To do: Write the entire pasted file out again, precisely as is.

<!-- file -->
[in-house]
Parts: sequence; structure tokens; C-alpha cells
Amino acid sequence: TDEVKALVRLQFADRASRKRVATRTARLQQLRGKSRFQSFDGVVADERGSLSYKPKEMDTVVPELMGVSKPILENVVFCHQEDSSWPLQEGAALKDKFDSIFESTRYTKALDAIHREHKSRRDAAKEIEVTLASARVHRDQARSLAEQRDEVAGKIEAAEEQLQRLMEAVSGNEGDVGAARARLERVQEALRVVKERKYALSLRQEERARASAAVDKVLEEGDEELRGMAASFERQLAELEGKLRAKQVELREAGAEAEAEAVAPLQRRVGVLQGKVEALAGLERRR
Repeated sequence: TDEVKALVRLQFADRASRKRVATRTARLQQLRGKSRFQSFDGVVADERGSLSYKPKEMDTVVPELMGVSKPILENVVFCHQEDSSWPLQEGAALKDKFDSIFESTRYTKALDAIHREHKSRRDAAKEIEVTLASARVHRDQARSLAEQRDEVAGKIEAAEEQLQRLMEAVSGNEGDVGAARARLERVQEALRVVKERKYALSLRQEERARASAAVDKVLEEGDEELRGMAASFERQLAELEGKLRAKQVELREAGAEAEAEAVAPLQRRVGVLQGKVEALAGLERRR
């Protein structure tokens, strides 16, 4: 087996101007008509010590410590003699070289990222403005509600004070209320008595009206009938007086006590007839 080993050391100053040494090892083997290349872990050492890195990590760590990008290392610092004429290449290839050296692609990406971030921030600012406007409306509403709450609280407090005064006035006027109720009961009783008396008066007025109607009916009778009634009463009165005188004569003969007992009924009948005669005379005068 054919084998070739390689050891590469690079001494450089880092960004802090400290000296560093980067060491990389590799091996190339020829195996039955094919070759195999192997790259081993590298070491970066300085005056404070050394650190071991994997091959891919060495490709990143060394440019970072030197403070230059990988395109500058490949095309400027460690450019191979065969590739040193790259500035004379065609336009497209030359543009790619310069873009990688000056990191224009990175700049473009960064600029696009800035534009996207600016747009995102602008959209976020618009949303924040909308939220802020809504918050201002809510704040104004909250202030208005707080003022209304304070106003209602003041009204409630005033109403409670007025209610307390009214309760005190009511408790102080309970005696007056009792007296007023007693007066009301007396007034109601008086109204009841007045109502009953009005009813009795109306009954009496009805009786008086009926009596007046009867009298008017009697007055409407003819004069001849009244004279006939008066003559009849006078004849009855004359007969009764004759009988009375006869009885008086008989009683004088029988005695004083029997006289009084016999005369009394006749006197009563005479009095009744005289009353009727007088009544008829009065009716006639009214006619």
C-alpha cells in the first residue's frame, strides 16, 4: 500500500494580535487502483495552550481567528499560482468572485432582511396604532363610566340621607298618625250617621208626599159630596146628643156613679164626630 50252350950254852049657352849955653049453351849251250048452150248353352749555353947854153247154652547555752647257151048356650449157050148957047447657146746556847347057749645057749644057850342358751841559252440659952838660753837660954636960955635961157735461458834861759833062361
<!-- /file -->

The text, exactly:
[in-house]
Parts: sequence; structure tokens; C-alpha cells
Amino acid sequence: TDEVKALVRLQFADRASRKRVATRTARLQQLRGKSRFQSFDGVVADERGSLSYKPKEMDTVVPELMGVSKPILENVVFCHQEDSSWPLQEGAALKDKFDSIFESTRYTKALDAIHREHKSRRDAAKEIEVTLASARVHRDQARSLAEQRDEVAGKIEAAEEQLQRLMEAVSGNEGDVGAARARLERVQEALRVVKERKYALSLRQEERARASAAVDKVLEEGDEELRGMAASFERQLAELEGKLRAKQVELREAGAEAEAEAVAPLQRRVGVLQGKVEALAGLERRR
Repeated sequence: TDEVKALVRLQFADRASRKRVATRTARLQQLRGKSRFQSFDGVVADERGSLSYKPKEMDTVVPELMGVSKPILENVVFCHQEDSSWPLQEGAALKDKFDSIFESTRYTKALDAIHREHKSRRDAAKEIEVTLASARVHRDQARSLAEQRDEVAGKIEAAEEQLQRLMEAVSGNEGDVGAARARLERVQEALRVVKERKYALSLRQEERARASAAVDKVLEEGDEELRGMAASFERQLAELEGKLRAKQVELREAGAEAEAEAVAPLQRRVGVLQGKVEALAGLERRR
């Protein structure tokens, strides 16, 4: 087996101007008509010590410590003699070289990222403005509600004070209320008595009206009938007086006590007839 080993050391100053040494090892083997290349872990050492890195990590760590990008290392610092004429290449290839050296692609990406971030921030600012406007409306509403709450609280407090005064006035006027109720009961009783008396008066007025109607009916009778009634009463009165005188004569003969007992009924009948005669005379005068 054919084998070739390689050891590469690079001494450089880092960004802090400290000296560093980067060491990389590799091996190339020829195996039955094919070759195999192997790259081993590298070491970066300085005056404070050394650190071991994997091959891919060495490709990143060394440019970072030197403070230059990988395109500058490949095309400027460690450019191979065969590739040193790259500035004379065609336009497209030359543009790619310069873009990688000056990191224009990175700049473009960064600029696009800035534009996207600016747009995102602008959209976020618009949303924040909308939220802020809504918050201002809510704040104004909250202030208005707080003022209304304070106003209602003041009204409630005033109403409670007025209610307390009214309760005190009511408790102080309970005696007056009792007296007023007693007066009301007396007034109601008086109204009841007045109502009953009005009813009795109306009954009496009805009786008086009926009596007046009867009298008017009697007055409407003819004069001849009244004279006939008066003559009849006078004849009855004359007969009764004759009988009375006869009885008086008989009683004088029988005695004083029997006289009084016999005369009394006749006197009563005479009095009744005289009353009727007088009544008829009065009716006639009214006619």
C-alpha cells in the first residue's frame, strides 16, 4: 500500500494580535487502483495552550481567528499560482468572485432582511396604532363610566340621607298618625250617621208626599159630596146628643156613679164626630 50252350950254852049657352849955653049453351849251250048452150248353352749555353947854153247154652547555752647257151048356650449157050148957047447657146746556847347057749645057749644057850342358751841559252440659952838660753837660954636960955635961157735461458834861759833062361